The possibility of a precursor lesion for follicular epithelial-derived neoplasms of the thyroid has been suggested for follicular lesions with borderline cytologic features of PTC. There has been considerable interobserver variability in the diagnosis of follicular lesions, with borderline tumors presenting the greatest challenge. (50-53) Williams (54) proposed the term well-differentiated tumors of uncertain malignant potential for such lesions when the cytologic features are not developed sufficiently to ensure an unequivocal diagnosis of PTC, and those tumors have been suggested as being possible precursors to invasive PTC. (55-57) Immunohistochemical studies using HBME-1, galectin-3, CITED1, cytokeratin 19 (CK19), and cyclin D1 in these borderline follicular lesions have shown heterogeneous and intermediate staining patterns compared with PTC, suggesting a potential relationship to carcinoma and a role as precursor lesions. (55,58-62)

Molecular studies have been undertaken to further characterize these lesions. Fusco et al (57) studied 46 tumors with incomplete or minimal nuclear features of PTC and found genetic heterogeneity, with RET/PTC rearrangements being identified in areas with PTC-like nuclear features and being absent in areas without PTC-like nuclear features. Those foci may precede the development of invasive cancer. This suggests that RET/PTC rearrangements may be involved in malignant transformation and that encapsulated follicular tumors with nuclear atypia are potential premalignant lesions. In addition, DNA microarray gene profiling and microRNA analyses have discriminated benign from malignant thyroid tumors (63-65) and borderline lesions. In some cases, these borderline tumors have revealed intermediate profiles between benign and malignant tumors, suggesting they may represent early lesions in transformation with a more-complete carcinoma phenotype requiring additional genetic events. (66-69)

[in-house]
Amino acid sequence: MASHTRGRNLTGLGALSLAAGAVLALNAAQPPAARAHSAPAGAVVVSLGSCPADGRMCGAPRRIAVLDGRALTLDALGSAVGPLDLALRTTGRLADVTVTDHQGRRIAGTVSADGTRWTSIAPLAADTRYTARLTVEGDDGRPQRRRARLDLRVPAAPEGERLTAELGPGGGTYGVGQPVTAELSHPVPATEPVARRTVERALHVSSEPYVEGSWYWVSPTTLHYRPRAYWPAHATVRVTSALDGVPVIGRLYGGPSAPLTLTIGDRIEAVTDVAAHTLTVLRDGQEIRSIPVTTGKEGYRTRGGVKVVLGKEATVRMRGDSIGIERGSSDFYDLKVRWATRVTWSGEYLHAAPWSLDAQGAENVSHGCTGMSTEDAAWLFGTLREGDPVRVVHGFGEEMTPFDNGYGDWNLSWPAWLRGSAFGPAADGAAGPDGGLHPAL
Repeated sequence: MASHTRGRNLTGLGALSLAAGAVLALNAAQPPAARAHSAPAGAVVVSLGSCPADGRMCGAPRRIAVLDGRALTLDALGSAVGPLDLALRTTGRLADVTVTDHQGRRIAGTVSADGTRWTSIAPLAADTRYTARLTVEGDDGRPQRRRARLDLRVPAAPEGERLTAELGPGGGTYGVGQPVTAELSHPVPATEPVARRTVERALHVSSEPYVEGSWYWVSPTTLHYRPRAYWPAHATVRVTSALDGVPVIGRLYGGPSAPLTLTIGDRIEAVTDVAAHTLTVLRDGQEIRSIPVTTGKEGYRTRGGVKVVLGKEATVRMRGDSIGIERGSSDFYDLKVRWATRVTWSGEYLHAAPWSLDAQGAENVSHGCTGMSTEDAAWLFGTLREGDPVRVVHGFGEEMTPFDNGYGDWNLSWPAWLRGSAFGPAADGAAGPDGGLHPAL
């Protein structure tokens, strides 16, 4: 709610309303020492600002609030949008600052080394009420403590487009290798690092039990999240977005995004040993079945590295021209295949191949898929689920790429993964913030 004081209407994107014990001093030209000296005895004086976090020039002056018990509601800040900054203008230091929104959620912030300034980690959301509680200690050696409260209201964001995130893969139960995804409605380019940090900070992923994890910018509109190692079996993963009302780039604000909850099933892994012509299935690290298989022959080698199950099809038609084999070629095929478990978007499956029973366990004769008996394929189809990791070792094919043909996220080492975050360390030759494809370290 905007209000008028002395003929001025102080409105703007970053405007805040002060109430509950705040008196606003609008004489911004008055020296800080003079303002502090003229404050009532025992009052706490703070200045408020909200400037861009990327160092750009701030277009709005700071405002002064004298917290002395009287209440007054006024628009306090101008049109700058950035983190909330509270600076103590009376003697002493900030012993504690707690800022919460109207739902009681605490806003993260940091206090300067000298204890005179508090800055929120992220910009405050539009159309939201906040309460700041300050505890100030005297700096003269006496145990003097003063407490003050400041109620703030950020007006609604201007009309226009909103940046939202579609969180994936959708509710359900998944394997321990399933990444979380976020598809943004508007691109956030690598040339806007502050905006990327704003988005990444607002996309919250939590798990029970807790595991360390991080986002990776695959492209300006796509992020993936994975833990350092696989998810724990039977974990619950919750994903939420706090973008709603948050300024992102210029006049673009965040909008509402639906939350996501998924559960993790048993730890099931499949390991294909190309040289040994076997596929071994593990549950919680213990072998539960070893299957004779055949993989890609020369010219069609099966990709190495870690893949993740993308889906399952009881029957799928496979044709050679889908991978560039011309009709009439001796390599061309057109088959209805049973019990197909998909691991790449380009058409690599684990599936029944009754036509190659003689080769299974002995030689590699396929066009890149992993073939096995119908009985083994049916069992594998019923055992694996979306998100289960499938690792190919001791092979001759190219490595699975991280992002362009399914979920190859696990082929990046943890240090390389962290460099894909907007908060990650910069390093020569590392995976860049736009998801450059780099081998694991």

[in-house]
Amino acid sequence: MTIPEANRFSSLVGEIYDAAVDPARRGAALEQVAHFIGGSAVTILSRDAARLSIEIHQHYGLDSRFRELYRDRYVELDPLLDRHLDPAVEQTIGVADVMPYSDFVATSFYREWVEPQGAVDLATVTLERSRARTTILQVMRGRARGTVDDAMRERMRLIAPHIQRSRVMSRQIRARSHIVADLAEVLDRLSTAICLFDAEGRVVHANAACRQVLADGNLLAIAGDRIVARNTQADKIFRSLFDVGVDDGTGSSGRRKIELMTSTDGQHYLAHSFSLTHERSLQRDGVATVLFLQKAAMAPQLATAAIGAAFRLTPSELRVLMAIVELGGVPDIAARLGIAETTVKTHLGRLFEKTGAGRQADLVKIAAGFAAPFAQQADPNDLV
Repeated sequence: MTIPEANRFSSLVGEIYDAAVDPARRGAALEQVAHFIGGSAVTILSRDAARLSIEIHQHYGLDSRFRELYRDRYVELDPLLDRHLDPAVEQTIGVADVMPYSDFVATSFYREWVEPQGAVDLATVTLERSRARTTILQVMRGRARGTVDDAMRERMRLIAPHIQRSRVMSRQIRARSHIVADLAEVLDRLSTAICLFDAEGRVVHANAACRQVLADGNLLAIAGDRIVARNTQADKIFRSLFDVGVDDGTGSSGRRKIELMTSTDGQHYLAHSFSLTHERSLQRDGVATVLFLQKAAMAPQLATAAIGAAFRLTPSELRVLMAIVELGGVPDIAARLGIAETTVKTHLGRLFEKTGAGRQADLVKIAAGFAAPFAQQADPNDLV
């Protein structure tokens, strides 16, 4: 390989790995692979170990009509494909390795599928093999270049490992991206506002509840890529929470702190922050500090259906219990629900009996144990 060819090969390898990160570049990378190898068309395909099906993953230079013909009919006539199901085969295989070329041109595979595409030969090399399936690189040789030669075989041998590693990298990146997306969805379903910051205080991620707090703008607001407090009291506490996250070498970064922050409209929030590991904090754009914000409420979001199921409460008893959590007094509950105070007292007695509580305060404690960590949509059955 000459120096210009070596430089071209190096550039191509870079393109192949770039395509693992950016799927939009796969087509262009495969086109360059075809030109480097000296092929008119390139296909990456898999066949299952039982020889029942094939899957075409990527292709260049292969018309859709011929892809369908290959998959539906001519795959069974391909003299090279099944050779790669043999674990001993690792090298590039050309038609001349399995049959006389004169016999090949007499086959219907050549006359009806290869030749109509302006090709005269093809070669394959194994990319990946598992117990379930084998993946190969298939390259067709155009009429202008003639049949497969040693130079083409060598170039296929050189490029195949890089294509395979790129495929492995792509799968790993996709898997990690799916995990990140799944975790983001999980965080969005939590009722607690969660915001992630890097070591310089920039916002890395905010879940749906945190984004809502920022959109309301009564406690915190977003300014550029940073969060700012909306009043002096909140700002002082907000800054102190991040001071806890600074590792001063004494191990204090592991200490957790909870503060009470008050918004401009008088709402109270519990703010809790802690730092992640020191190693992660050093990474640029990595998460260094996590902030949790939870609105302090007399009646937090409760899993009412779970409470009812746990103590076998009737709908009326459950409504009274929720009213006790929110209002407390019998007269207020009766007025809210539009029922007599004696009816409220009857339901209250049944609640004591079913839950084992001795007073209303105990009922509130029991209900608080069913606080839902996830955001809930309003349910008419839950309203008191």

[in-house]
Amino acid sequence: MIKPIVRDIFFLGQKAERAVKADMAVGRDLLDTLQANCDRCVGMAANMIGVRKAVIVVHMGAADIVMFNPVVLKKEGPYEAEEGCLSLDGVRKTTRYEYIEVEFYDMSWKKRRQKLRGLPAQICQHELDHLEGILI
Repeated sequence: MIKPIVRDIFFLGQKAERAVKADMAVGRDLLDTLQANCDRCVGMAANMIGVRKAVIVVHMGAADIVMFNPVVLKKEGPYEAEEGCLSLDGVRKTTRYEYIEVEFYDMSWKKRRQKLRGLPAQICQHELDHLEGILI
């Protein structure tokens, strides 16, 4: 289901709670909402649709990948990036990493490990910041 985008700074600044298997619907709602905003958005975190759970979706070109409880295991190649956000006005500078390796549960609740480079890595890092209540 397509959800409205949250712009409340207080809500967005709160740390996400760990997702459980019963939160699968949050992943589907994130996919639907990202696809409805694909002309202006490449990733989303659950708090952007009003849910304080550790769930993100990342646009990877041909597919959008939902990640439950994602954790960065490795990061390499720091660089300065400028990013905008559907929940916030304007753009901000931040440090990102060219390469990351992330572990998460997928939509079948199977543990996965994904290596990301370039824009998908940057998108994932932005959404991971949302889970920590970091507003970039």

It is likely that some of these borderline tumors and well-differentiated tumors of uncertain malignant potential correspond to the described well-circumscribed/encapsulated FVPTC because different diagnostic criteria and thresholds have been employed by different researchers to classify these lesions. (70) Nonetheless, follow-up studies of these borderline lesions as well as the circumscribed or encapsulated FVPTC without invasion demonstrate that they behave in an indolent fashion and have an excellent prognosis. (62,71-74) These tumors likely represent a heterogeneous group of tumors with borderline or low malignant potential. As such, a recent nomenclature revision for these lesions was proposed to reflect more accurately the biological and clinical characteristics of these lesions. The term noninvasive follicular thyroid neoplasm with papillary-like nuclear features was proposed. Noninvasive follicular thyroid neoplasm with papillary-like nuclear features has a high prevalence of RAS mutations that are typically associated with follicular-patterned lesions of the thyroid, including follicular adenoma, follicular thyroid carcinoma, and encapsulated FVPTC. Therefore, it has been suggested that noninvasive follicular thyroid neoplasm with papillary-like nuclear features likely represents a precursor of invasive encapsulated FVPTC. (75) The change in terminology will affect the reported frequencies of molecular alterations in PTC, but, importantly, it may reduce the significant interobserver disagreements in diagnosis and prevent overtreatment.